The one piece of advice I always give to first time CMA Fest visitors is not to overthink things.  Surprises lurk around every corner.  One of the biggest surprises this year happened at Nissan Stadium in the form of Mr. Garth Brooks.  Yes, the mega country music star showed up, not to sing a duet or do a song or two. He played an entire 30-minute set of his own.  This was big stuff.  He not only played some of his best songs, he genuinely appeared to be happy to be up there.


Dressed in a ball cap, Brooks played his latest radio single, “Ask Me How I Know” and a medley that included “Thunder Rolls”, “The Dance” and “Friends in Low Places”.  He took a selfie with a cell phone from the crowd and you got the sense that he felt true gratitude for all he’s been afforded by country music and its fans.

I’m not sure he gets as much credit as he deserves, but after seeing him a few times now, I have to hand it to Cole Swindell, this guy is good.  Coming out in a ball cap and a black leather jacket, looking rather unassuming, he started it off with “You Ain’t Worth the Whiskey”.  By the end of the song, everyone was singing along and Swindell said, “I don’t know how many thousand are here, but I wish I had my cell phone so I could facetime my ex and tell her how I really feel.”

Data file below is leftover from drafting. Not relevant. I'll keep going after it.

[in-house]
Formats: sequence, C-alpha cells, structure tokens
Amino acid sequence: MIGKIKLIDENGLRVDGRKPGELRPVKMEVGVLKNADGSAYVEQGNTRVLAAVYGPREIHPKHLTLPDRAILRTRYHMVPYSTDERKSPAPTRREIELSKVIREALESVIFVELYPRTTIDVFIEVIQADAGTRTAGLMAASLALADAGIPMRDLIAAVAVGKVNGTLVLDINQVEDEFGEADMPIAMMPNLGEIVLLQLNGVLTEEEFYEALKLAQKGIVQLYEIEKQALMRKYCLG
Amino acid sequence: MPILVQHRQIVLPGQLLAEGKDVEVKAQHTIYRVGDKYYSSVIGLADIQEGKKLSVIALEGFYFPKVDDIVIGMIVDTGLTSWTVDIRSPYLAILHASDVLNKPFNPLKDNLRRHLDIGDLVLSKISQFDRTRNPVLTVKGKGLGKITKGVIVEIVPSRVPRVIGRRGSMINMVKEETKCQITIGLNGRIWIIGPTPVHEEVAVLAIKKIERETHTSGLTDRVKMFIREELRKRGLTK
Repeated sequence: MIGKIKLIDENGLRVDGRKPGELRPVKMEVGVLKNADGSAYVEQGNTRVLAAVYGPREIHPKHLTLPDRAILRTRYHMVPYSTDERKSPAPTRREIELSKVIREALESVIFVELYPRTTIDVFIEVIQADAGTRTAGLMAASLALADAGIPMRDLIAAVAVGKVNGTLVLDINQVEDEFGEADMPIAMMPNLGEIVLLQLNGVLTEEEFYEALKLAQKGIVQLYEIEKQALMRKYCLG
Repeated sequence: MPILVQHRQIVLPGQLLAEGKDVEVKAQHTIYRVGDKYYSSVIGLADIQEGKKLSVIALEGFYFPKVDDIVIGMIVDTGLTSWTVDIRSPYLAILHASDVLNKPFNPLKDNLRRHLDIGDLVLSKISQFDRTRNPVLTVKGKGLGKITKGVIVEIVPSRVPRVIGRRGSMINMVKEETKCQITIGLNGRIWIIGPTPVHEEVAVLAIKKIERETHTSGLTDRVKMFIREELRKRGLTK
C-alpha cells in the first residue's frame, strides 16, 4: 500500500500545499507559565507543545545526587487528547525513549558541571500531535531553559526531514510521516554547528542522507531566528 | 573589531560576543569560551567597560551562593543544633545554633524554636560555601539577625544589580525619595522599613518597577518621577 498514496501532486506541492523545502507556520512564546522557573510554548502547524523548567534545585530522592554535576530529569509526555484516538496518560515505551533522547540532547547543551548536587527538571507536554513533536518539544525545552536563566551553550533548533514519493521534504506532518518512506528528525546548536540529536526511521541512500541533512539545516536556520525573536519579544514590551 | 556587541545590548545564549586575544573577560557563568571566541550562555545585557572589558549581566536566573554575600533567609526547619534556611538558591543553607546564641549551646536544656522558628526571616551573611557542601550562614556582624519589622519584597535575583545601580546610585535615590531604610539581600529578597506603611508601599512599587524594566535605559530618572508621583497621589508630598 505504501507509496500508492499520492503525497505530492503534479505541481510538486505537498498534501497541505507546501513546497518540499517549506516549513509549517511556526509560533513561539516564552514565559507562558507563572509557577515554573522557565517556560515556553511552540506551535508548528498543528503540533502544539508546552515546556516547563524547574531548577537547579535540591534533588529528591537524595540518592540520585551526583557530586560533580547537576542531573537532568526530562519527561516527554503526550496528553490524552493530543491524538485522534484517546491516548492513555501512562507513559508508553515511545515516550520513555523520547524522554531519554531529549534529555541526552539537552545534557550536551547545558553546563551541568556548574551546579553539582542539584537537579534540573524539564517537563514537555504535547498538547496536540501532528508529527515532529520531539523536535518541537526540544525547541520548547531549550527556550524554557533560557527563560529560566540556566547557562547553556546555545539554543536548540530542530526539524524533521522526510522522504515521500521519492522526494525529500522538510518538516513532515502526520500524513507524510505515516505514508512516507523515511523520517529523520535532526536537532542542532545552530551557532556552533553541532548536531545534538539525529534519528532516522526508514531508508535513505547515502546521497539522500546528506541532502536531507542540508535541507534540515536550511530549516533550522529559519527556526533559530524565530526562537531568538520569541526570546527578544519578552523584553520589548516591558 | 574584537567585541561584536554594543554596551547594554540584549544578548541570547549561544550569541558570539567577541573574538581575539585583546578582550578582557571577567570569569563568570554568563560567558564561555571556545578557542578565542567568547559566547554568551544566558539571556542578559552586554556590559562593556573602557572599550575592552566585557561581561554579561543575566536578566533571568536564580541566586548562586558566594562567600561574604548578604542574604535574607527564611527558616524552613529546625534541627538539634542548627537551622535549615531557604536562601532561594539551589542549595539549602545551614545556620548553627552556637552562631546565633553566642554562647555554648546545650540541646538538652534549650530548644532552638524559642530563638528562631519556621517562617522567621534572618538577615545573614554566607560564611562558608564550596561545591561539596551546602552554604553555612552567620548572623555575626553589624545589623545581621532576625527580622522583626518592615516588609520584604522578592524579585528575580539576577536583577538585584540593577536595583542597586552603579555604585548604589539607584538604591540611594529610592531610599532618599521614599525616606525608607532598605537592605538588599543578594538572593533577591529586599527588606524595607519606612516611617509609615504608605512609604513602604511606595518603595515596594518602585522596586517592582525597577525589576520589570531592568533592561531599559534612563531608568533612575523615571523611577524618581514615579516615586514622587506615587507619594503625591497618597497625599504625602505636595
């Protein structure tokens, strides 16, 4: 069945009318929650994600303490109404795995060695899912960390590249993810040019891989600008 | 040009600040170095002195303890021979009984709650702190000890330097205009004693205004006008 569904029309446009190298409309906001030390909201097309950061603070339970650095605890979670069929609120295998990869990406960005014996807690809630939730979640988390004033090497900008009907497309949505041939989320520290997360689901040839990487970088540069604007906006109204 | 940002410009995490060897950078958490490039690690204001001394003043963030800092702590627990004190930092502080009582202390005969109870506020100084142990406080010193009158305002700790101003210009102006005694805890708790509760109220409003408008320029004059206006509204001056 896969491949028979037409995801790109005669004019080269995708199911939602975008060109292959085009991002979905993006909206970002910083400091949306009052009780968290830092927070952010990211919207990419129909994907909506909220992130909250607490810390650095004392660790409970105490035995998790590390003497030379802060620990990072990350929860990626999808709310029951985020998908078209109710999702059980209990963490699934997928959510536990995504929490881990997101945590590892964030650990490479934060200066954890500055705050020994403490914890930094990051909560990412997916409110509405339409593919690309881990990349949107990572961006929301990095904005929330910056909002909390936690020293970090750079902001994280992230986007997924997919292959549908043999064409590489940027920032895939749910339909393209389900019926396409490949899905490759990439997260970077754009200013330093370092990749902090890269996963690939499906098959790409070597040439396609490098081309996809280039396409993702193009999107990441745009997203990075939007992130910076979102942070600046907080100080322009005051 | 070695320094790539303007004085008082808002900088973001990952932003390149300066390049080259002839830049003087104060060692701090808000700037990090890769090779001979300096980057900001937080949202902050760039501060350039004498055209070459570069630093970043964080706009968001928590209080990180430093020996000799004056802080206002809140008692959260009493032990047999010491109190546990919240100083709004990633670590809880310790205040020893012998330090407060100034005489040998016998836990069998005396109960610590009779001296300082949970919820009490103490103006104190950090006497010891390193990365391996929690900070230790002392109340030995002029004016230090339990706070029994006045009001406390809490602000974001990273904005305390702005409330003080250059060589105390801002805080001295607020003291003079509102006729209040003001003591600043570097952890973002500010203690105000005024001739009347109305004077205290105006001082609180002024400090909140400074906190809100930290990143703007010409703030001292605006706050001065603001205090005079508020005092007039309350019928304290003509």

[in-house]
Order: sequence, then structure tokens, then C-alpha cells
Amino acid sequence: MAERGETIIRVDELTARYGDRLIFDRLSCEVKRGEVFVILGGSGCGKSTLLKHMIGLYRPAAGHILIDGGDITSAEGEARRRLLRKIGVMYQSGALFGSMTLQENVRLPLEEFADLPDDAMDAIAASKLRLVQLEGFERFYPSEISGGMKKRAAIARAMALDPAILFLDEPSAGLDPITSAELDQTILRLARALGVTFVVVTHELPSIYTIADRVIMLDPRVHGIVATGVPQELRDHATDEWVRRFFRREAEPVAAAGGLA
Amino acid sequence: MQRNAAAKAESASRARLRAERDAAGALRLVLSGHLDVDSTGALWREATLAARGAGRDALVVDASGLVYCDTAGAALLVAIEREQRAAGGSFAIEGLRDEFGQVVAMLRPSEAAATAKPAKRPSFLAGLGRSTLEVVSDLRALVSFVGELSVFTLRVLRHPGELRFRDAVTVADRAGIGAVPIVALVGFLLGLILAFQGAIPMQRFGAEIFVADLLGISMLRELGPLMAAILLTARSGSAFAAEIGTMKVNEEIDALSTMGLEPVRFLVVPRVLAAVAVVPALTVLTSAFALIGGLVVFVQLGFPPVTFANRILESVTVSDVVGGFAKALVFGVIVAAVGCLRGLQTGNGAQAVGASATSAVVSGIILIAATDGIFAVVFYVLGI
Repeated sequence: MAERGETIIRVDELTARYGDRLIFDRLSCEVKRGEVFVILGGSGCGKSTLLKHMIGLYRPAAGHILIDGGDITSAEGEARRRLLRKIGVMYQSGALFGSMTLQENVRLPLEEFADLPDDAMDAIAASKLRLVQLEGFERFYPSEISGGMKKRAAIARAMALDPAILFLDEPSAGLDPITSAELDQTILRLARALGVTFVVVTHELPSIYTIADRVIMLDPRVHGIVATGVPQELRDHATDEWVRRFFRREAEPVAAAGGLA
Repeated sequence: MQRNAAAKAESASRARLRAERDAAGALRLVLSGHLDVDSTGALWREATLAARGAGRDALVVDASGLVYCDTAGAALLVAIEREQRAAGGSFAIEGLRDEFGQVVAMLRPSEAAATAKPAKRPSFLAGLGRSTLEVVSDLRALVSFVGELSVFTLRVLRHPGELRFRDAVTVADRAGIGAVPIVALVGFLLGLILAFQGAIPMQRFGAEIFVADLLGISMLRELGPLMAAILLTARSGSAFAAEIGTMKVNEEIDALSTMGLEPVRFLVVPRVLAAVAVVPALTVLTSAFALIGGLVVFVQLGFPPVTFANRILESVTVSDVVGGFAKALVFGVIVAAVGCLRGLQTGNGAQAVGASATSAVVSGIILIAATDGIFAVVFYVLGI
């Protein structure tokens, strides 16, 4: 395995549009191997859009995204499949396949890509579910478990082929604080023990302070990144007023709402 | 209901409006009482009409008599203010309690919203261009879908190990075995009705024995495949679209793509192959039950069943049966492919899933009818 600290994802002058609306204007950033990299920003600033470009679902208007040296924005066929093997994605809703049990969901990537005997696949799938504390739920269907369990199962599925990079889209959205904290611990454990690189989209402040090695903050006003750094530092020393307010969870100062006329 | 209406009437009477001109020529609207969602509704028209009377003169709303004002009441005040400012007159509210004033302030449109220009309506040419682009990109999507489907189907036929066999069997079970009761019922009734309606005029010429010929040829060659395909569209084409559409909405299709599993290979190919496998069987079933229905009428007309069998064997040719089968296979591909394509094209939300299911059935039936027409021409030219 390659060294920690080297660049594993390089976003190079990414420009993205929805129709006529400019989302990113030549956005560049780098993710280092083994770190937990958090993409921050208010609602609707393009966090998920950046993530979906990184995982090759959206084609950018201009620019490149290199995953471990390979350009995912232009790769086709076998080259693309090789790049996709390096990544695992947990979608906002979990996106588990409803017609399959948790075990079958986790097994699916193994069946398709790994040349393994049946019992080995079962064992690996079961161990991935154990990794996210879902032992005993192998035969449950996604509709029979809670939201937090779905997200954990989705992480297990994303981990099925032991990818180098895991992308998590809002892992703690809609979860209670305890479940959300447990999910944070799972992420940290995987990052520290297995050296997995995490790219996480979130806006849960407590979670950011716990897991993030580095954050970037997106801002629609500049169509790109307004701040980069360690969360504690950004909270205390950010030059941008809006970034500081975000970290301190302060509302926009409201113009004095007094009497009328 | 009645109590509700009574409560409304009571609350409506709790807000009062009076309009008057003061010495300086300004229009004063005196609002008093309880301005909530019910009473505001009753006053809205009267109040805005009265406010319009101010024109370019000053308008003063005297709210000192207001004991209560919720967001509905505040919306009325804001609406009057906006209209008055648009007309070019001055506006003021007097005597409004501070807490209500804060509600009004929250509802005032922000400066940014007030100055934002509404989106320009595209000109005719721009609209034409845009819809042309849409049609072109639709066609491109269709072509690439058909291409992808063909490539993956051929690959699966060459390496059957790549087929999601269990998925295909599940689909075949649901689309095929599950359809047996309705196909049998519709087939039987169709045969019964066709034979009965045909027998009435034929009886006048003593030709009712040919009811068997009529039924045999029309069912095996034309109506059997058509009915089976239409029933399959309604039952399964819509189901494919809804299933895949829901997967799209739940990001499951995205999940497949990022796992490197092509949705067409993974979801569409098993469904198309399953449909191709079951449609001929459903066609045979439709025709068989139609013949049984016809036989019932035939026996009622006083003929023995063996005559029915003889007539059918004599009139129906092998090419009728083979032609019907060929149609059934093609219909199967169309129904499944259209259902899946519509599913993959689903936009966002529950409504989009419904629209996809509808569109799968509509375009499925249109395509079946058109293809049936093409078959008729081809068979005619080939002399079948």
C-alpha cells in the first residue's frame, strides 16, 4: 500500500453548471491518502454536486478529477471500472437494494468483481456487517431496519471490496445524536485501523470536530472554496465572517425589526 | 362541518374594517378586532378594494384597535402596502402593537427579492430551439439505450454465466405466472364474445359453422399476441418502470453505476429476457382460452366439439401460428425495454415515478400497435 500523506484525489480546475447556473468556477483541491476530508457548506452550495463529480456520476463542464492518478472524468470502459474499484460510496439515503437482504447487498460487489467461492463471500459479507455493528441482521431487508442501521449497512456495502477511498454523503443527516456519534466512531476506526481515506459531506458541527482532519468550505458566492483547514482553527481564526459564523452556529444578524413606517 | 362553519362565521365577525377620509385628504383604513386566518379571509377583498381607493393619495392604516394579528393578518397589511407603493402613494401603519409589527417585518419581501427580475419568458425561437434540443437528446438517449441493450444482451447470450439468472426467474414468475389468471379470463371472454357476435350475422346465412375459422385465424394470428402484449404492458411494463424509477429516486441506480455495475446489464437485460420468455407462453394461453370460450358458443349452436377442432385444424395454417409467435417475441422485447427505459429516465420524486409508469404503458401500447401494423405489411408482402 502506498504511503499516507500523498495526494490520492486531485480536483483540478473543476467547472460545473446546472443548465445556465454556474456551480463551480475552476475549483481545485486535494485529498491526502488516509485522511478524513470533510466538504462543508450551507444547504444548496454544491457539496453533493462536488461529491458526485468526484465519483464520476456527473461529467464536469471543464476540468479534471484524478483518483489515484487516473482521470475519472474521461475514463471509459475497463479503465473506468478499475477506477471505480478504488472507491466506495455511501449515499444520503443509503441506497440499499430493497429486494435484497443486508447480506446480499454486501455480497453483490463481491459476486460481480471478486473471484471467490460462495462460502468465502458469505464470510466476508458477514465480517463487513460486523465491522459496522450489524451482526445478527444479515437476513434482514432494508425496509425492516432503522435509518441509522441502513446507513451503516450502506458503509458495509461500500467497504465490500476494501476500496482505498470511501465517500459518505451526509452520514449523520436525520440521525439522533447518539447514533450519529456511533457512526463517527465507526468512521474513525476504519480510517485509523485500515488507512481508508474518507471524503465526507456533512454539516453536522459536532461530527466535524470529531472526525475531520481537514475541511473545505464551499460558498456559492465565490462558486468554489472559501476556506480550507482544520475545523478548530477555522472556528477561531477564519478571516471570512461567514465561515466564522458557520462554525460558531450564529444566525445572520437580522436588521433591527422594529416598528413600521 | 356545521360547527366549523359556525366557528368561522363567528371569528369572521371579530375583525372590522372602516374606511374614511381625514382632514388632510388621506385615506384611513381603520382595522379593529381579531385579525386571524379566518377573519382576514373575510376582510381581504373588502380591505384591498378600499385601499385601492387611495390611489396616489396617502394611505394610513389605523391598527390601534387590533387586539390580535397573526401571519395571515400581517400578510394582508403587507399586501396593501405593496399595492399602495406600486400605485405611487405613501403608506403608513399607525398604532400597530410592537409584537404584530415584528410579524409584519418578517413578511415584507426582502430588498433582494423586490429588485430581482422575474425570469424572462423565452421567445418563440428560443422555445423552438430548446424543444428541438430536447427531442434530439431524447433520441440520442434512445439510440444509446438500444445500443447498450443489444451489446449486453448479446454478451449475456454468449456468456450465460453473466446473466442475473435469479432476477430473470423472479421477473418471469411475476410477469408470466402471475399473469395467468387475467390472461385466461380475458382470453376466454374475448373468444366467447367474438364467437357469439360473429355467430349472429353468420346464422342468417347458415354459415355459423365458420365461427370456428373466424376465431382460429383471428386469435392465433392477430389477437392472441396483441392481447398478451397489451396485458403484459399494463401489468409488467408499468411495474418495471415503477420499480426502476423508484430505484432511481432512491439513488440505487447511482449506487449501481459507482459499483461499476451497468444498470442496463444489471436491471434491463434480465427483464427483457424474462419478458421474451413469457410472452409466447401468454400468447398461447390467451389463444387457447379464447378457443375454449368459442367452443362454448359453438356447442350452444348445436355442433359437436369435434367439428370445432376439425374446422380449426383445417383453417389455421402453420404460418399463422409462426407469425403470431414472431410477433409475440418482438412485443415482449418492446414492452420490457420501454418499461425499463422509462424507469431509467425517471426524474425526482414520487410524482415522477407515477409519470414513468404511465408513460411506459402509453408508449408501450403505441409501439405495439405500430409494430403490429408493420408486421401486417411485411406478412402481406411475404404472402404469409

“Chillin’ It” was next, followed by “Middle of a Memory” when fellow country star Lauren Alaina came out to join him. Obviously that was met by enthusiastic cheers, as Alaina is hugely popular right now.

The moment that never fails to stun me is when Swindell performs his hit “You Should Be Here”.  This song was Swindell’s fourth number one and was written for his father who died unexpectedly while he was out on tour.  For anyone who has lost a family member or friend it’s an emotional visit with that person and it can be welcoming, yet heartwrenching at the same time.  In an arena setting, with flashlights ablaze against the dark sky, it suddenly becomes beautiful.  Swindell gives this song everything he has each time he sings it and it’s because he lives the lyrics.  He thanked fans for sending him their “You Should Be Here” stories.  It’s clear this song resonates with people.  It will be his legacy.